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Identity Thieves are Sneakier Than You Think

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We’ve all heard the warnings: never give out your personal information over the phone or Internet unless you want someone to steal your identity. Even the most official-looking e-mails branded with corporate logos can be a front for phishers – crooks who want to make off with your credit cardinformation and more. But sometimes you have to take extra steps to protect your identity. Here are some tips to keep you safe.

Leave Your Credit Cards at Home

When you don’t need your credit cards, leave them at home in a safe place along with your Social Security card and other important documents. This will not only curb the temptation to make impulse purchases, it will also keep your finances secure in the event that your wallet or purse is lost or stolen.

Keep Personal Details Private

Are you on social networks like MySpace and Facebook? If you’ve published such personal details as your full name and date of birth, thieves can use that information to learn more about you. Savvy thieves can take a few personal details and use them to track down your Social Security number and even your financial accounts. Play it safe and keep your details to yourself.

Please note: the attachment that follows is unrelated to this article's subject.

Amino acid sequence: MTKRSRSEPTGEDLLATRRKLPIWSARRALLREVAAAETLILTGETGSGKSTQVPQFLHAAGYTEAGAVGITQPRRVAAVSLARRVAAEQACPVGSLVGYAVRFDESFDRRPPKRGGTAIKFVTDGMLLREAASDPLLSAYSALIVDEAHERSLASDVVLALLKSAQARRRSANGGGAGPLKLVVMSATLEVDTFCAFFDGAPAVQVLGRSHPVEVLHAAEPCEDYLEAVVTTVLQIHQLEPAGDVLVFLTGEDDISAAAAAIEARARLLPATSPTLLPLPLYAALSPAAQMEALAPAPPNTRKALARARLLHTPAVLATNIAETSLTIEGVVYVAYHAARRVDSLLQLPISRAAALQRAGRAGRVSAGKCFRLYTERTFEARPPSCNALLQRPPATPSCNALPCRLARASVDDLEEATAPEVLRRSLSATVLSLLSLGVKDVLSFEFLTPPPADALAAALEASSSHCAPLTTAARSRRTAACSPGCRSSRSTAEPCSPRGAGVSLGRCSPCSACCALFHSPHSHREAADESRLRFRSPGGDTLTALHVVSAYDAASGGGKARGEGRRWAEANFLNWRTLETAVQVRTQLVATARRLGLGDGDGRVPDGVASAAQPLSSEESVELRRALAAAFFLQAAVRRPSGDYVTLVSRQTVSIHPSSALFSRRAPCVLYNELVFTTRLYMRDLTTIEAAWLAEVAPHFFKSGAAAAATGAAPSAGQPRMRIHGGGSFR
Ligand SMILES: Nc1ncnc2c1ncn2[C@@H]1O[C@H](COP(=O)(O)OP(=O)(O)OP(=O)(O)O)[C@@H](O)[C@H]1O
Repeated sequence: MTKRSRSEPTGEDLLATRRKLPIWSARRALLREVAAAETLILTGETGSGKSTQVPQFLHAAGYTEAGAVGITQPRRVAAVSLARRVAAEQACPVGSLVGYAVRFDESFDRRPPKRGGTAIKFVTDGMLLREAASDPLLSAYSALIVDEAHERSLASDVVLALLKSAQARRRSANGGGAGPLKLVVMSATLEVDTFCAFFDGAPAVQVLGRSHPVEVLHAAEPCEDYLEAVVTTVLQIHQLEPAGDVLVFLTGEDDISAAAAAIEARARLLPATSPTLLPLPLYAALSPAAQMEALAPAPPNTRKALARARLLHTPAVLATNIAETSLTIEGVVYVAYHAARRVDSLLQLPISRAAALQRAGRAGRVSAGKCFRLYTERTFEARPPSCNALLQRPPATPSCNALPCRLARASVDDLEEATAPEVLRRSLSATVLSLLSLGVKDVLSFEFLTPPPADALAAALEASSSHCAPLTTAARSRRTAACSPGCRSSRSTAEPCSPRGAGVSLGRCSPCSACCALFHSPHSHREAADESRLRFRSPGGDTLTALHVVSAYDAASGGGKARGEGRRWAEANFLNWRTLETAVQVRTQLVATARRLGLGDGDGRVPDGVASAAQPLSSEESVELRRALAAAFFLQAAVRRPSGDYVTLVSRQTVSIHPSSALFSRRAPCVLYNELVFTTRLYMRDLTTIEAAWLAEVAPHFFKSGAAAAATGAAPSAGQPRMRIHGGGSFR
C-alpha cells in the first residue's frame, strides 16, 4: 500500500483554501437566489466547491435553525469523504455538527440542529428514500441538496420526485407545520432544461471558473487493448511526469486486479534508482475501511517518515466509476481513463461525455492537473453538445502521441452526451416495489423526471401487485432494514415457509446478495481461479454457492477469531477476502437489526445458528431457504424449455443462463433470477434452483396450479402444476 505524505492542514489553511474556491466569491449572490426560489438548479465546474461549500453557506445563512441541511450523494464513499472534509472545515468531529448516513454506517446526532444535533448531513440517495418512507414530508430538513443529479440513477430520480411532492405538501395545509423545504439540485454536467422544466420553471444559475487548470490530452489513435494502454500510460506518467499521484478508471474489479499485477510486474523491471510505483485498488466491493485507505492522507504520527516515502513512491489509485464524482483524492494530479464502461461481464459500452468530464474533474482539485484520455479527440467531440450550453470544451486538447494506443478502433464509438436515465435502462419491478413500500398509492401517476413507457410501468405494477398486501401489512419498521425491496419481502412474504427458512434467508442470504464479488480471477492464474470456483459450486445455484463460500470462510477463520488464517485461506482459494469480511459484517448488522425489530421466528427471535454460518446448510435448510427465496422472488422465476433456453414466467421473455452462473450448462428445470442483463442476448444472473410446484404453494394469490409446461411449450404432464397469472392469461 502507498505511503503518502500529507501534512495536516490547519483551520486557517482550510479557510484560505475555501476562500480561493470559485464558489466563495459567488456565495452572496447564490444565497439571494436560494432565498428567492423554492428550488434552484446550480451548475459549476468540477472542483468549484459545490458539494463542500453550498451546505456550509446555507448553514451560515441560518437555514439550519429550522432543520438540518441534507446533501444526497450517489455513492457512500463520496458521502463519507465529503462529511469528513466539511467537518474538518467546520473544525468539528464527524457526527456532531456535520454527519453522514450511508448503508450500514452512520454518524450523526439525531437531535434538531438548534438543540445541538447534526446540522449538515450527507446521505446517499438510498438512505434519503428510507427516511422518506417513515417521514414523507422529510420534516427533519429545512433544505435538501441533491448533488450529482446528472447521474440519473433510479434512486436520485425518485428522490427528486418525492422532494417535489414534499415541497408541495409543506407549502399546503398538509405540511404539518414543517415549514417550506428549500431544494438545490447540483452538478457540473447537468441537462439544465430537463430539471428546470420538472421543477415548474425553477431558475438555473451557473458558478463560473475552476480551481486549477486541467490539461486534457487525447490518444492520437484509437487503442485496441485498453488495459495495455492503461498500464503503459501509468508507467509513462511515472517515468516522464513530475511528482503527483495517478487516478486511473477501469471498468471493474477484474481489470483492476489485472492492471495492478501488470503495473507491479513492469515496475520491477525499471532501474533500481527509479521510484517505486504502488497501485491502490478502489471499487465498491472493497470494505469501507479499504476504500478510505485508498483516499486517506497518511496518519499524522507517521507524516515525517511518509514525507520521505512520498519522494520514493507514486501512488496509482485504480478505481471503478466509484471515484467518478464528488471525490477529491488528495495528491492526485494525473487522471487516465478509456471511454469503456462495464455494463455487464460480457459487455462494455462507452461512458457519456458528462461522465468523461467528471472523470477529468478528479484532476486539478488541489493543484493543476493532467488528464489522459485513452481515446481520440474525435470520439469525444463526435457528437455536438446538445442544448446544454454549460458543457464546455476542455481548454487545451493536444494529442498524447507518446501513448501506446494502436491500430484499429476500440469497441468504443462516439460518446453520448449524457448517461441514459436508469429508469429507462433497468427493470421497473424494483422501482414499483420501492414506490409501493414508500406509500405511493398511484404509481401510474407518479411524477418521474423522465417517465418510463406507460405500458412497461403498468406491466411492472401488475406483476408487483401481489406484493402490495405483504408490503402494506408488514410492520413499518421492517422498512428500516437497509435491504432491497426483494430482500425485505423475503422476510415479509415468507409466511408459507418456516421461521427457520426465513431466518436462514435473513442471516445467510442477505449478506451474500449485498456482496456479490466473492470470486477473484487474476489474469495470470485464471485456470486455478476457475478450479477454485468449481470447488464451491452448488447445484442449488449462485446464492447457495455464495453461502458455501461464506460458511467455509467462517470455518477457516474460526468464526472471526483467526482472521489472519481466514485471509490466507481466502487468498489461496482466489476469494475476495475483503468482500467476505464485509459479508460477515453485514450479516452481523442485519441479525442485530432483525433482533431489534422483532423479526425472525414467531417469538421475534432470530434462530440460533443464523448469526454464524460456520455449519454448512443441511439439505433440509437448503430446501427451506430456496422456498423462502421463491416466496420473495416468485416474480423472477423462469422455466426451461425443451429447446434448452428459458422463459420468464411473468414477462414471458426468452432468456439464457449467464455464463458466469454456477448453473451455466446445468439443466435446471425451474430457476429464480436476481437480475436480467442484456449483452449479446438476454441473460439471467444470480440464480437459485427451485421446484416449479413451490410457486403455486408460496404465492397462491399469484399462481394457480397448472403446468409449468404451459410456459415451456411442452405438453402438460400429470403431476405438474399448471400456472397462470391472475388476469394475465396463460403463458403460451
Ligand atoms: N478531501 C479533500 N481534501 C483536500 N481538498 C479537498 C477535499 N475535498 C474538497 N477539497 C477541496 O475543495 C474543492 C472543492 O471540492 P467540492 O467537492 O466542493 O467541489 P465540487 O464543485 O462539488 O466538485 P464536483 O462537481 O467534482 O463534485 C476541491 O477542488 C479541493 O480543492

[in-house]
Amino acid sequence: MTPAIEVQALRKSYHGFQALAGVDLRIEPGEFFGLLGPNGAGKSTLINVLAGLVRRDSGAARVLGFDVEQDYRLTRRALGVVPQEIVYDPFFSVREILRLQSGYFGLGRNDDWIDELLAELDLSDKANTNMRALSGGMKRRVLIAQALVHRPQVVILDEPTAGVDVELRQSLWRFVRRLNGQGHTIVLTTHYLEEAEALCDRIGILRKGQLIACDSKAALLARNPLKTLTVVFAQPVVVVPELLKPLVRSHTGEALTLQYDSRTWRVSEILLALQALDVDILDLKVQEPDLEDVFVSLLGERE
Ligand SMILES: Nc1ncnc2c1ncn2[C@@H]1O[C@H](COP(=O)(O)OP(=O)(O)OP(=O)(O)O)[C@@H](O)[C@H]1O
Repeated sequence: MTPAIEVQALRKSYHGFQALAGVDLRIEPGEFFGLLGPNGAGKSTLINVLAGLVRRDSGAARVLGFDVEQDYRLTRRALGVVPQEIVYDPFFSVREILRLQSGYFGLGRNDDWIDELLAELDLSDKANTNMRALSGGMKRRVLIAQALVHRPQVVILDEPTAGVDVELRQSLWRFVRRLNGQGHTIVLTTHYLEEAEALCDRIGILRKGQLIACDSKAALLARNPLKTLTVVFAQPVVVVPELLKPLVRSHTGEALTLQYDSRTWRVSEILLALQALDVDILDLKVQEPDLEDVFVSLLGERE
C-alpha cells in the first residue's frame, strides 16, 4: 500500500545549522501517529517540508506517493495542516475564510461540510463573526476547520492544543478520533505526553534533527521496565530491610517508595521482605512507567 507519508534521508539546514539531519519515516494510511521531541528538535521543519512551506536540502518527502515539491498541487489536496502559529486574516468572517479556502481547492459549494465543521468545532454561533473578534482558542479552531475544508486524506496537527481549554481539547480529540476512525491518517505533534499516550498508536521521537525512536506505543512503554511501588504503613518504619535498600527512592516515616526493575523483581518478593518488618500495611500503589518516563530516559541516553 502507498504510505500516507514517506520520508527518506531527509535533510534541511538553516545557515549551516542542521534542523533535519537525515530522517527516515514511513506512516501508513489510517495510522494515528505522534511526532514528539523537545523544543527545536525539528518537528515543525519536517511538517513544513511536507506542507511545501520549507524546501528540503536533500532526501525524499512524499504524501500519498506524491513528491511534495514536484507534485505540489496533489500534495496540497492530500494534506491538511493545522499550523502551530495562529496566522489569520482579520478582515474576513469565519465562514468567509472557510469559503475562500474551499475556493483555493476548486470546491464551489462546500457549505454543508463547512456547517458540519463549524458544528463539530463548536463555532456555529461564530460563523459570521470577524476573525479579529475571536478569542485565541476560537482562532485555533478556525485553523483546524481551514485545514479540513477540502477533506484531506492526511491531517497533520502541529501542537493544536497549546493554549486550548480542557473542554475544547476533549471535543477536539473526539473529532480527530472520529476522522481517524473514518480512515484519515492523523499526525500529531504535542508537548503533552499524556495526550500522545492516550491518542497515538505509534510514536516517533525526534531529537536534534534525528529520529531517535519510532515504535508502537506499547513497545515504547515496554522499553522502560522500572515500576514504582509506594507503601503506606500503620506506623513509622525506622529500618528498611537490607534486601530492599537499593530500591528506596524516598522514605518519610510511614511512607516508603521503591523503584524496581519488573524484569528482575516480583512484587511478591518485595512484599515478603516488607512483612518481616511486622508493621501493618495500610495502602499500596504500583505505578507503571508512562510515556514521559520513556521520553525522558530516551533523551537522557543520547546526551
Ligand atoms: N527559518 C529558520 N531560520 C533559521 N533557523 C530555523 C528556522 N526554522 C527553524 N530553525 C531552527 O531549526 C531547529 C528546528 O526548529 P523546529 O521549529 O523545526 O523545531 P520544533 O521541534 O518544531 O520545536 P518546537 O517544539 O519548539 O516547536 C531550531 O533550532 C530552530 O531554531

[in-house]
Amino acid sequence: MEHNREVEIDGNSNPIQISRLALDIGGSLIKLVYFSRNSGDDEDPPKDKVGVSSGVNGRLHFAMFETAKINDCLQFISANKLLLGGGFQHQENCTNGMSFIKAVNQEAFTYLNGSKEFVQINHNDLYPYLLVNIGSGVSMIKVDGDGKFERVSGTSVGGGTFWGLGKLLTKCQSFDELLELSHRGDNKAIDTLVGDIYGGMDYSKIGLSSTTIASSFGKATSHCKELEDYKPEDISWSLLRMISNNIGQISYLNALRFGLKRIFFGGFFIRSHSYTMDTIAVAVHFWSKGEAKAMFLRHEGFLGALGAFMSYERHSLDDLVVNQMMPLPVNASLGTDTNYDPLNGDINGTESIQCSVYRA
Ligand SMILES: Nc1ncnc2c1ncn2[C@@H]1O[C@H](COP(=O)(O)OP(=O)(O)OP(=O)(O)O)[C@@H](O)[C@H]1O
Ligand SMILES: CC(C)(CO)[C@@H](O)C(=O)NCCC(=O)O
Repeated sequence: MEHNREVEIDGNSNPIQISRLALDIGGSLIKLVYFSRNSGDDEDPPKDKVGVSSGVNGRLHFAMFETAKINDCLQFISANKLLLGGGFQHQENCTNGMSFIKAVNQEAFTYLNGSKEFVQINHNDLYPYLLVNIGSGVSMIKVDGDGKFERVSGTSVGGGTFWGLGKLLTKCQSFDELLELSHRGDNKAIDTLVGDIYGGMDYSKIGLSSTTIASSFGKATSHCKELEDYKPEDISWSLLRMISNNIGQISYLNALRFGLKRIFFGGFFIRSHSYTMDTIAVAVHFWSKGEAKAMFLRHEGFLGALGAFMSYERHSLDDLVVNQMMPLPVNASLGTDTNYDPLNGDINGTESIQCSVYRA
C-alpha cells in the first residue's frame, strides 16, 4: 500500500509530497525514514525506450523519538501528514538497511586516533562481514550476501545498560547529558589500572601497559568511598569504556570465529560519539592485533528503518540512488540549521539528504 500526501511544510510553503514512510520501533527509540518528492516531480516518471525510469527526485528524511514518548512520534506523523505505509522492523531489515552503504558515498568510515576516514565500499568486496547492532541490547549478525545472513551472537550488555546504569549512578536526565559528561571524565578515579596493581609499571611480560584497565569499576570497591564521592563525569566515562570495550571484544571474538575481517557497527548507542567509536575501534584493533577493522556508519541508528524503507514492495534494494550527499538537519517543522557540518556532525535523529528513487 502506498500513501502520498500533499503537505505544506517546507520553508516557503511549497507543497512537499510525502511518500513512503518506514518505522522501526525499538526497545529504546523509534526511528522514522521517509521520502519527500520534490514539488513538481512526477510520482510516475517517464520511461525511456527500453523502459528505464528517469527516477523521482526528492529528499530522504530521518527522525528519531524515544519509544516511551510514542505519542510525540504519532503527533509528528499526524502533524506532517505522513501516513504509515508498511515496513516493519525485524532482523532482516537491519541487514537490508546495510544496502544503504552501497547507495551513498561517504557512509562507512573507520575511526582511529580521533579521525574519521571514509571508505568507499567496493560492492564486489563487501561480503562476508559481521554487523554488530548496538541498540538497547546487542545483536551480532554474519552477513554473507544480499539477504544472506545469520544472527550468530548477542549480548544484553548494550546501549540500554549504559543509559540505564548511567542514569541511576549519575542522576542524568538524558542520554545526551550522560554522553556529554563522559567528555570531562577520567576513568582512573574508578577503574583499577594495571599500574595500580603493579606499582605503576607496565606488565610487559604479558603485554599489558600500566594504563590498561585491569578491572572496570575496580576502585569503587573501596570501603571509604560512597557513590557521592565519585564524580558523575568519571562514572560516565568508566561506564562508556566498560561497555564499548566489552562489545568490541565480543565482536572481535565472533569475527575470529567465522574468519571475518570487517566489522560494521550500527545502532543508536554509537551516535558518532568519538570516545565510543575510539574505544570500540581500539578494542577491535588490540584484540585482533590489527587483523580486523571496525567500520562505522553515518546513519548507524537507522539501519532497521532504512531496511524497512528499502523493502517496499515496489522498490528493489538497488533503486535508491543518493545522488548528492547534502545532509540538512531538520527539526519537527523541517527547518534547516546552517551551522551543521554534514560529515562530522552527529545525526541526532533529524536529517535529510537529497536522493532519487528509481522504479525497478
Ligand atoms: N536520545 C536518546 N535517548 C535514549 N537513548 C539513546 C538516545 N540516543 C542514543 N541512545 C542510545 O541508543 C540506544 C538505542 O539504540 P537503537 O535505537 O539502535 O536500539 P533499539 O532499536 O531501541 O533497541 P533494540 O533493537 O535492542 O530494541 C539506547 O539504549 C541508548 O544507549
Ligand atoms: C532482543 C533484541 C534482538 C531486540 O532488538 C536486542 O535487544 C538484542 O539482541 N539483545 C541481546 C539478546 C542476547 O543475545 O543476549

Watch for Missing Mail

Have you been waiting for bills or credit card statements that never arrive? Contact your creditor to ask about the delay. Once an identity thief highjacks your account, they can easily change the billing address, leaving you in the dark when it comes to purchases made with your credit card.

Manage Your Paper Trail

Whenever possible, get your bills and statements online and do away with paper bills altogether. That way, nobody can swipe your discarded mail and make off with your personal information. If you just can’t say goodbye to paper, be sure to shred your mail thoroughly before throwing it away.

Trust Your Instincts

If something seems fishy, go with your gut. For example, some thieves attach devices to the card slots of ATM machines and gas pumps. These devices capture the details of every card inserted into them. If there’s something unusual about a machine, don’t use it. Likewise, if your cashier is taking too long with your credit card, they could be taking a picture of it with their camera phone or swiping it through a ‘skimmer’ device to steal your credit card number. You don’t have to have a confrontation, but do be sure to keep a close eye on your credit card statements if you have suspicions.

When it comes to identity theft, you are your best line of defense. By following these simple suggestions, you can minimize your chance of being victimized.

 

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